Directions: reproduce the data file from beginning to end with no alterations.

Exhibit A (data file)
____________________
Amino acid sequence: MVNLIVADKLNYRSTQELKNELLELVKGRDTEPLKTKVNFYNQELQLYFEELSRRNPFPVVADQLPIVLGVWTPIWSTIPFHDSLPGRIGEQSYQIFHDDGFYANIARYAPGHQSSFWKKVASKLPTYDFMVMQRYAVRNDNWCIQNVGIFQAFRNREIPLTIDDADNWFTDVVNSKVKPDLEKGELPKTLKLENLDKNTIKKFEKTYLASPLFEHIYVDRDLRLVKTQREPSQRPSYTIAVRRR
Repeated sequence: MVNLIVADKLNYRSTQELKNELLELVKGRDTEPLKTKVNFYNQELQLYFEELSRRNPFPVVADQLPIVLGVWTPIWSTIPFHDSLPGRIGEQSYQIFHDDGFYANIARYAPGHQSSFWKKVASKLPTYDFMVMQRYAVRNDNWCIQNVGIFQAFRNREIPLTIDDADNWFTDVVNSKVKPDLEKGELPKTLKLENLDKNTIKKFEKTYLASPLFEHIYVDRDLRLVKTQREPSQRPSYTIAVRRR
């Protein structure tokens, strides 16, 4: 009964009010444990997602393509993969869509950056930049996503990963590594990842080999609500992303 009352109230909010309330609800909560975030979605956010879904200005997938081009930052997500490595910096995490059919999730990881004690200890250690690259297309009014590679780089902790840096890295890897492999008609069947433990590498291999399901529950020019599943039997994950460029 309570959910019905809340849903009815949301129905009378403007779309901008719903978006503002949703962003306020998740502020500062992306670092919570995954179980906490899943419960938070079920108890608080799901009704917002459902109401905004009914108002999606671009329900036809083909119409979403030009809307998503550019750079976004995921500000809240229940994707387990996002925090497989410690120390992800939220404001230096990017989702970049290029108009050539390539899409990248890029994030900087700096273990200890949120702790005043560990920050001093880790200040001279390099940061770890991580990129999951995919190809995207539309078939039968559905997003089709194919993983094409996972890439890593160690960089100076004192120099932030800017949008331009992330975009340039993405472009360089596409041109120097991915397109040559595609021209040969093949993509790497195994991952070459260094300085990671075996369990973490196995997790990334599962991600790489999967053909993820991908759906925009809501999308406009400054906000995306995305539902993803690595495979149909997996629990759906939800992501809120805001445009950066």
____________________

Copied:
Amino acid sequence: MVNLIVADKLNYRSTQELKNELLELVKGRDTEPLKTKVNFYNQELQLYFEELSRRNPFPVVADQLPIVLGVWTPIWSTIPFHDSLPGRIGEQSYQIFHDDGFYANIARYAPGHQSSFWKKVASKLPTYDFMVMQRYAVRNDNWCIQNVGIFQAFRNREIPLTIDDADNWFTDVVNSKVKPDLEKGELPKTLKLENLDKNTIKKFEKTYLASPLFEHIYVDRDLRLVKTQREPSQRPSYTIAVRRR
Repeated sequence: MVNLIVADKLNYRSTQELKNELLELVKGRDTEPLKTKVNFYNQELQLYFEELSRRNPFPVVADQLPIVLGVWTPIWSTIPFHDSLPGRIGEQSYQIFHDDGFYANIARYAPGHQSSFWKKVASKLPTYDFMVMQRYAVRNDNWCIQNVGIFQAFRNREIPLTIDDADNWFTDVVNSKVKPDLEKGELPKTLKLENLDKNTIKKFEKTYLASPLFEHIYVDRDLRLVKTQREPSQRPSYTIAVRRR
């Protein structure tokens, strides 16, 4: 009964009010444990997602393509993969869509950056930049996503990963590594990842080999609500992303 009352109230909010309330609800909560975030979605956010879904200005997938081009930052997500490595910096995490059919999730990881004690200890250690690259297309009014590679780089902790840096890295890897492999008609069947433990590498291999399901529950020019599943039997994950460029 309570959910019905809340849903009815949301129905009378403007779309901008719903978006503002949703962003306020998740502020500062992306670092919570995954179980906490899943419960938070079920108890608080799901009704917002459902109401905004009914108002999606671009329900036809083909119409979403030009809307998503550019750079976004995921500000809240229940994707387990996002925090497989410690120390992800939220404001230096990017989702970049290029108009050539390539899409990248890029994030900087700096273990200890949120702790005043560990920050001093880790200040001279390099940061770890991580990129999951995919190809995207539309078939039968559905997003089709194919993983094409996972890439890593160690960089100076004192120099932030800017949008331009992330975009340039993405472009360089596409041109120097991915397109040559595609021209040969093949993509790497195994991952070459260094300085990671075996369990973490196995997790990334599962991600790489999967053909993820991908759906925009809501999308406009400054906000995306995305539902993803690595495979149909997996629990759906939800992501809120805001445009950066």